As someone who is from the United States, we often hear about epidemics but we do not really experience them up close enough to fully understand the emotions and pain that those suffering and their families experience on a daily basis. In Liberia, many families have been shell shocked by grief as they lose loved ones from Ebola and fear getting infected themselves.

They say that firefighters are brave because when they see a fire they run towards it while others run in the other direction. Health care workers in Liberia and other parts of West Africa have this same type of mentality because they are running into situations where they face death every second of the day.

Most people have not heard of Dr. Samuel Brisbane but he is a hero in my eyes and in the eyes of many Liberians. He is a doctor who worked at JFK Medical Center in Monrovia to treat Ebola patients. Unfortunately, he just lost his own life to the virus. He and many health care workers have died while trying to help the sick.

Can you imagine what he and others had to endure during this crisis? Can you imagine having to tell people every day that things will be okay, even though you know that they probably will not? It must be terrifying to watch death claim so many victims young and old each day.

The emotional and physical toll that this epidemic has put on health care workers is monumental. They know that they are most likely going to die of Ebola themselves but they still do whatever they can to use their medical training to make patients comfortable as there is no cure. Patients can survive but it really is a guessing game as more than 60% of those in Liberia that have gotten Ebola have died from the virus.

No one should have to suffer and die alone. This is why health care workers do what they do. They do not do it for praise or rewards, they do it because they feel like they can make a difference in the lives of those that are suffering. Patients with Ebola are afraid to die but they also fear being the spark that fans the flames and sickens more of their loved ones. The emotions that they face when hanging between life and death must be traumatic to have to go through.

It is important for people to understand that Ebola can strike anyone regardless of age, gender, race, religion, education. It does not just strike the poor. Ebola does not care if you are a nice person or a bad person because it strikes people indiscriminately. Many people have read about this story for weeks and are saddened and post comments but actions, not words are the remedy for this severe health crisis.

Most people go about their daily lives and think that this is just an African problem. Wrong! This is a people problem. We are all people regardless of where we were born or where we live. Your survival should not hinge on your circumstances or the particular zip code that you live in. Imagine if your spouse, child, aunt, uncle, brother, sister, grandmother or grandfather came down with Ebola, wouldn’t you scream at the top of your lungs with every last breath in your body to get them help? All of us need to see this virus as what it is- a call to act!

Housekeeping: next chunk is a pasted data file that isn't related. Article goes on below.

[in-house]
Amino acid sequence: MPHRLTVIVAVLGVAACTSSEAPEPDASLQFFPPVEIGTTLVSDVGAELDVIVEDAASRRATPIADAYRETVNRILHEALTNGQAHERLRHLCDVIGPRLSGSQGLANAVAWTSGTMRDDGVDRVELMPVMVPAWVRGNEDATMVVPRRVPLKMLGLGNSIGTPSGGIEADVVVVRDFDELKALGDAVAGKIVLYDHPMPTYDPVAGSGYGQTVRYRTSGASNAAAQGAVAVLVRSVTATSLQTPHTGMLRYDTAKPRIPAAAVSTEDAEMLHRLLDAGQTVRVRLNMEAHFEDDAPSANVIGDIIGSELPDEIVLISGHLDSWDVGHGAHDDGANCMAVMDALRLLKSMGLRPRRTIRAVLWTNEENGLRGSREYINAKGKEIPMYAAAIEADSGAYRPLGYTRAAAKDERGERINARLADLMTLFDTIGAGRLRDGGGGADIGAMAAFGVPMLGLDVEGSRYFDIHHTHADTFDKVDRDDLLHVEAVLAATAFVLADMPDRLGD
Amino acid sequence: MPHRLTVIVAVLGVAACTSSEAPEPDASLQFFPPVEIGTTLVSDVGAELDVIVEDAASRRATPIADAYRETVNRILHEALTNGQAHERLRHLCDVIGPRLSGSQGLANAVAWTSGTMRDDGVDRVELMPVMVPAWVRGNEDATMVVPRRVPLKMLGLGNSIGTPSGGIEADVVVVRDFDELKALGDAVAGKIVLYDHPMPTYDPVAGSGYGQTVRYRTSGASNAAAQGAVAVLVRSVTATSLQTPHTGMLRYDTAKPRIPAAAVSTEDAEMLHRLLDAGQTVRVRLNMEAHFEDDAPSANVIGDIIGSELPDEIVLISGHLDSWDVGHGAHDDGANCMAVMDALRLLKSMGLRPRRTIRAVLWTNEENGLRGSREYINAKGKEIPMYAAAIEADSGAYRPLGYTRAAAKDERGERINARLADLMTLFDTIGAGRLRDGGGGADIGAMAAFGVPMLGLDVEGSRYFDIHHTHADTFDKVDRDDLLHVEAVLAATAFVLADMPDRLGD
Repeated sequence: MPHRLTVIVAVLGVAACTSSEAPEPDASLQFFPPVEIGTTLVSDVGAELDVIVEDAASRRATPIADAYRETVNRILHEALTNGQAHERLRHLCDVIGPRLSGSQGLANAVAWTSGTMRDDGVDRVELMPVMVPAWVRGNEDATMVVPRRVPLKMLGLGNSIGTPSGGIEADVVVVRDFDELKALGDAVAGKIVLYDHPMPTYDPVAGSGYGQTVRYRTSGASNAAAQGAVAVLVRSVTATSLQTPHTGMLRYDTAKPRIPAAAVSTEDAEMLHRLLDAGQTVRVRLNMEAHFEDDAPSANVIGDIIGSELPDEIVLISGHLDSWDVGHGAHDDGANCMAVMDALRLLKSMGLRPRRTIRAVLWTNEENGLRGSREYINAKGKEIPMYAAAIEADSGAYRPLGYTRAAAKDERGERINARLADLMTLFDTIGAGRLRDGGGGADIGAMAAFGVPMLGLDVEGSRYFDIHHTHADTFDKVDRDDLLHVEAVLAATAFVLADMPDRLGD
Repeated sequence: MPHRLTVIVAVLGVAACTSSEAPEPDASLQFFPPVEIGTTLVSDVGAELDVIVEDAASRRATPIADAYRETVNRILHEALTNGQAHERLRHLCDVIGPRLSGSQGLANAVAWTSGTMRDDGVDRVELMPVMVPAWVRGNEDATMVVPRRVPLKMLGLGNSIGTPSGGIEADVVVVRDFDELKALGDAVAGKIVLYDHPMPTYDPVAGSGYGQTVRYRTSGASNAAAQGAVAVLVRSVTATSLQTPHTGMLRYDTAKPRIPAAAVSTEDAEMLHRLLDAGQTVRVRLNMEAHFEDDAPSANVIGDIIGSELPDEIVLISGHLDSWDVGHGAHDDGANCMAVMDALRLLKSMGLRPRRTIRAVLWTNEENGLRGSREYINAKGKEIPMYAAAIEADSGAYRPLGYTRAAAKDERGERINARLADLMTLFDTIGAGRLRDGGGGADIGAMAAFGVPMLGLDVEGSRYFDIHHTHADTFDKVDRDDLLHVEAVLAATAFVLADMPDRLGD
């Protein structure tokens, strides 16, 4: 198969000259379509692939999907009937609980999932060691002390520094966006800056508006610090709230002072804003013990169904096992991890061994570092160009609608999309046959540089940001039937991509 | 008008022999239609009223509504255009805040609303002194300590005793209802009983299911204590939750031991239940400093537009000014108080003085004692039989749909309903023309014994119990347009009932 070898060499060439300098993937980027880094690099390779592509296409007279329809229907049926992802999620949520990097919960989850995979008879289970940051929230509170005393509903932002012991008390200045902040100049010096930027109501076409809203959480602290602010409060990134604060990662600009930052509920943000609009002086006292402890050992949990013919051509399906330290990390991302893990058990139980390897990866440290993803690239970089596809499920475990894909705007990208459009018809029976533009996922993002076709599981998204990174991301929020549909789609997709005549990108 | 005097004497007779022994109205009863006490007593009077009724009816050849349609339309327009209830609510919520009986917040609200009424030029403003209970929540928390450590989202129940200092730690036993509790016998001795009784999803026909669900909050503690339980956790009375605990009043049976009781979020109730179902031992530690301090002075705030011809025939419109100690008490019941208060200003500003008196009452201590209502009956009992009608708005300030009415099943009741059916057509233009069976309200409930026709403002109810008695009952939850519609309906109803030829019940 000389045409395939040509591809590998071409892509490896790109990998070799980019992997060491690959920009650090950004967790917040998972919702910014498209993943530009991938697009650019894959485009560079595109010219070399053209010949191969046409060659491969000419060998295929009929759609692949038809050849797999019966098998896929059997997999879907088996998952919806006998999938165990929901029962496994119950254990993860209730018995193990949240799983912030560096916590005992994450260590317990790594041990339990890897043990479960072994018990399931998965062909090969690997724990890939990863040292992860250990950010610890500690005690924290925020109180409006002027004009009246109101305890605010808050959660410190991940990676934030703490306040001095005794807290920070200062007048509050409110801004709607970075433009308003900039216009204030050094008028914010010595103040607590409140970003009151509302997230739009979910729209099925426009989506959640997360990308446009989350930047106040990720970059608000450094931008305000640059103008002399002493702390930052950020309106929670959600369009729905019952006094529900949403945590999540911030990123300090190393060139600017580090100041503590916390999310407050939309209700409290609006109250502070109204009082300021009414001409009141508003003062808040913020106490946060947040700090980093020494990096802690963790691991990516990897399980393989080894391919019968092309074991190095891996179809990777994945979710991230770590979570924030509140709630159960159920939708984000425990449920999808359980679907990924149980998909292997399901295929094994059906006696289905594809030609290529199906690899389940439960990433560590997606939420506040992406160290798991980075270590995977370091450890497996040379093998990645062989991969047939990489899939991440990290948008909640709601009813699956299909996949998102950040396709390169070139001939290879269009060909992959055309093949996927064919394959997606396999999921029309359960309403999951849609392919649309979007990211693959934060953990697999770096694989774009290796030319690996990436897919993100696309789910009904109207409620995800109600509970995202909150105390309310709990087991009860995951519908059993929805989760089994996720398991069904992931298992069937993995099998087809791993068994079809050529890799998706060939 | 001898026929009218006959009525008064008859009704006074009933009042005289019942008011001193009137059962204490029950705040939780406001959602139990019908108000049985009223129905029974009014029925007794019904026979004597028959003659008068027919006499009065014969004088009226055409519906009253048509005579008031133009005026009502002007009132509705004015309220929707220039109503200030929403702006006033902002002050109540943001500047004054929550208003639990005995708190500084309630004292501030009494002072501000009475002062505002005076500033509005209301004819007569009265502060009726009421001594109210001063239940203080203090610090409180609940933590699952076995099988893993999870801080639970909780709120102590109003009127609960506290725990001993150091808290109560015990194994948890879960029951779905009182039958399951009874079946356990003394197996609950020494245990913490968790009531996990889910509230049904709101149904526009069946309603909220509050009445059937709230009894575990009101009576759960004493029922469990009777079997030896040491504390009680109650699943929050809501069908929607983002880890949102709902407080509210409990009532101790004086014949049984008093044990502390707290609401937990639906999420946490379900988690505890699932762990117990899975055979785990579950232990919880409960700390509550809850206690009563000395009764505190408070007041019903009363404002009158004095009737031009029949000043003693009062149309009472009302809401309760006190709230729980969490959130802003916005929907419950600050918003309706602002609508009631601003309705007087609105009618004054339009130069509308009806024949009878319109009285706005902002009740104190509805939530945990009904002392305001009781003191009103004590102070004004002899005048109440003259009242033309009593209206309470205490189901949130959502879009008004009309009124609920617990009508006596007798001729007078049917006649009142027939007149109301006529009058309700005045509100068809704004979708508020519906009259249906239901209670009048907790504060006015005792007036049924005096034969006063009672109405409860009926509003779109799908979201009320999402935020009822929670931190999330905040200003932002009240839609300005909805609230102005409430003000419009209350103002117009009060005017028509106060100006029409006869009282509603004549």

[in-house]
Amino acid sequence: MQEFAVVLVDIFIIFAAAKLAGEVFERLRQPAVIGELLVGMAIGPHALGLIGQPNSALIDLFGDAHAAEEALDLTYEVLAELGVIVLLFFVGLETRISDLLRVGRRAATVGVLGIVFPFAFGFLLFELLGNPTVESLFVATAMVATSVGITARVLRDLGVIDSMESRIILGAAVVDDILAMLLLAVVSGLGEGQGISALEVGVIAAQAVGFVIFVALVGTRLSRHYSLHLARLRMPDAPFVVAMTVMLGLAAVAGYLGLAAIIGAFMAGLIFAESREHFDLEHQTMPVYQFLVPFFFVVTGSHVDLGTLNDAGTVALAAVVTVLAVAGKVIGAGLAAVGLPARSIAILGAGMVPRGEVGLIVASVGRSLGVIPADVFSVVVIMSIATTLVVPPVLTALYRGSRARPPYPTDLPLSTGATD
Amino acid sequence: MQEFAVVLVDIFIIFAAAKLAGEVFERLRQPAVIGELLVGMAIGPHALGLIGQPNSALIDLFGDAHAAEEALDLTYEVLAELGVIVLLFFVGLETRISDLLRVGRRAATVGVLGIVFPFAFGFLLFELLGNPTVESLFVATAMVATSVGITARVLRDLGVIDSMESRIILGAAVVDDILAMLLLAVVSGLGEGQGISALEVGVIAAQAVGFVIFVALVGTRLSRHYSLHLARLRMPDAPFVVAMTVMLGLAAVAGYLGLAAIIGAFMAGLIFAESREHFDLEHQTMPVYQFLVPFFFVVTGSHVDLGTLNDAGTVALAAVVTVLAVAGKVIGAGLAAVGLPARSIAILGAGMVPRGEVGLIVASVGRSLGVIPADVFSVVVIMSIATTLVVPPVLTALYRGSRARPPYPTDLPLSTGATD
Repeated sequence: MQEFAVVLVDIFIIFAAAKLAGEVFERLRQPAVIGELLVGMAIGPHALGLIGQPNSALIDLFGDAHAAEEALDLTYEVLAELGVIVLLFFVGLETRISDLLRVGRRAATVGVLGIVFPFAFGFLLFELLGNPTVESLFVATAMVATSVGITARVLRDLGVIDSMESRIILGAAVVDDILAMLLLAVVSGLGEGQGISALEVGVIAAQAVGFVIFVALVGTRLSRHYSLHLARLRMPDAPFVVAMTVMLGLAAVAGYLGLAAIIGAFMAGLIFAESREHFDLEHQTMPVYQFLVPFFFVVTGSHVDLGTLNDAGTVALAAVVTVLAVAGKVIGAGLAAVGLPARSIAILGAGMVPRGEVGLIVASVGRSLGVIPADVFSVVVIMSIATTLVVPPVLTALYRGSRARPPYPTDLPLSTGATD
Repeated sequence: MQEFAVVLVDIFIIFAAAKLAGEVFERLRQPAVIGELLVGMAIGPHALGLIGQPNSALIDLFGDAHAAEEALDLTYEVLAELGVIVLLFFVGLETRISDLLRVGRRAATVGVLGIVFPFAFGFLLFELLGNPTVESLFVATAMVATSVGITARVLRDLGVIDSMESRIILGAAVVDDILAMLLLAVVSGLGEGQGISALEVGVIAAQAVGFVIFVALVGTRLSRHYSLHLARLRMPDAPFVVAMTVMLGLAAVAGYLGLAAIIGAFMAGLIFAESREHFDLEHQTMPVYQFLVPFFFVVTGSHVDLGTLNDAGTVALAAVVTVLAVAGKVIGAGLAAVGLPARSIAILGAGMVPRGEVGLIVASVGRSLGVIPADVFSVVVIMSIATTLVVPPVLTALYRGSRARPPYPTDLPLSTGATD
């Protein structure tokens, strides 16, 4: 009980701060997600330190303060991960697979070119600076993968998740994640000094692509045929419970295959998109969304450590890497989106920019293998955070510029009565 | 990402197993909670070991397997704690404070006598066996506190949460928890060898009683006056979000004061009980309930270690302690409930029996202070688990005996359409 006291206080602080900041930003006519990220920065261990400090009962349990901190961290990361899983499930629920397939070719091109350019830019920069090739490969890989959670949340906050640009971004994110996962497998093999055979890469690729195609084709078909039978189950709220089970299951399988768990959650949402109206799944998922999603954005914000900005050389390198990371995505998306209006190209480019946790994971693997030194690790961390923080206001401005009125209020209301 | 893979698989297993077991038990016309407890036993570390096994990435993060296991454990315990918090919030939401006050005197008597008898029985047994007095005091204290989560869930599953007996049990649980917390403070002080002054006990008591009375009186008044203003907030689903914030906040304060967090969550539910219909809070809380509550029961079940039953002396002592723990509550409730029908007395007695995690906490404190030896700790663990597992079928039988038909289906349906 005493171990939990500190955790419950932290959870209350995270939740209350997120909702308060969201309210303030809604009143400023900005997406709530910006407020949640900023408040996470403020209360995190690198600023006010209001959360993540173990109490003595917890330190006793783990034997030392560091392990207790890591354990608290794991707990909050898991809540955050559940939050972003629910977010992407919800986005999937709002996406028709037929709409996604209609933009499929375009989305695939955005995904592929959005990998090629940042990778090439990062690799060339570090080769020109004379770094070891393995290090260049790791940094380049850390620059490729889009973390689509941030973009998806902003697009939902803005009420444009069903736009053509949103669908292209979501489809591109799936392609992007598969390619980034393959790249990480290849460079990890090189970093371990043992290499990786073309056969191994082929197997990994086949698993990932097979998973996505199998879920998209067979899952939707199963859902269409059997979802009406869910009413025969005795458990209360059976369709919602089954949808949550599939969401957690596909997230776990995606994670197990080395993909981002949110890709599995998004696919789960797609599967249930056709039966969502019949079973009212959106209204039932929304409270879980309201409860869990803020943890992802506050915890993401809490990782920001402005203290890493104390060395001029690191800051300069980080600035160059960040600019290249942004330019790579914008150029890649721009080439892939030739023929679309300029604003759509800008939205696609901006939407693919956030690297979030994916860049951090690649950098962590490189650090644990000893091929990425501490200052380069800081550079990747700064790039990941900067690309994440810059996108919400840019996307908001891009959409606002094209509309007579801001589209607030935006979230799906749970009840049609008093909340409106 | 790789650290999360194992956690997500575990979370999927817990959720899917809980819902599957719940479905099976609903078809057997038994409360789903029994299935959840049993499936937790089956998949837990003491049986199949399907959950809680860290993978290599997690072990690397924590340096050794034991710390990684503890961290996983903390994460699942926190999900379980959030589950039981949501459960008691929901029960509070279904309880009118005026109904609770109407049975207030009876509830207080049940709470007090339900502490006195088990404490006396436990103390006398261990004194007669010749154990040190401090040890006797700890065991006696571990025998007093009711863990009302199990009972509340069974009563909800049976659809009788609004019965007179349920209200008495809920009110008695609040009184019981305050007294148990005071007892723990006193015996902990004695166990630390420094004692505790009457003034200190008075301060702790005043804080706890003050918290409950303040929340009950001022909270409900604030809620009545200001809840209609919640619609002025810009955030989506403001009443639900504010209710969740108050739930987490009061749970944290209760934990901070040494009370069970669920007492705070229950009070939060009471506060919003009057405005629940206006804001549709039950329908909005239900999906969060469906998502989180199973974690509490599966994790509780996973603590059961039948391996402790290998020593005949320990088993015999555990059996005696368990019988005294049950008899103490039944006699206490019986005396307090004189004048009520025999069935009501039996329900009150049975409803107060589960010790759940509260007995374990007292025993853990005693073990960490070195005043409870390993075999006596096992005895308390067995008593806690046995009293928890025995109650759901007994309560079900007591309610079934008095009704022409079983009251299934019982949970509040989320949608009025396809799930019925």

Knowing that he would most likely lose his life, Dr. Brisbane decided to go home and treat himself instead of stay in a hospital. Many people in Dr. Brisbane’s shoes would not have acted so heroically. He chose to act selflessly instead of potentially infect others and had to be brought to another hospital as his case worsened. Can you say that you would act the same if you were in the same situation?

Liberians are afraid of contracting Ebola and need our help. Health care workers have been targeted because people are scared and do not understand what Ebola is or how to prevent and treat it. Illiteracy and poverty are two reasons why people often believe rumors instead of facts that have been explained to them by medical professionals. This has created a tense situation where Ebola victims are being kept hidden instead of being taken to get treatment.

If swift action is not taken then many more people will become infected with the virus. Liberians need to try to reach out to friends and family members to educate them about how Ebola is spread so that safeguards can be put in place.

History has showed us that those that merely sit on the sidelines will never be remembered in the history books. We need to help to make Ebola a virus of the past. Please fight this good fight with us. The Liberian Embassy has asked for help to get donations to send supplies with the help of Global Health Ministries. The donations need to be received by August 02, 2014. Please donate if you can to: Global Health Ministries c/o Liberia Ebola Response Shipment. 7831 Hickory Street NE. Minneapolis, MN. 55432.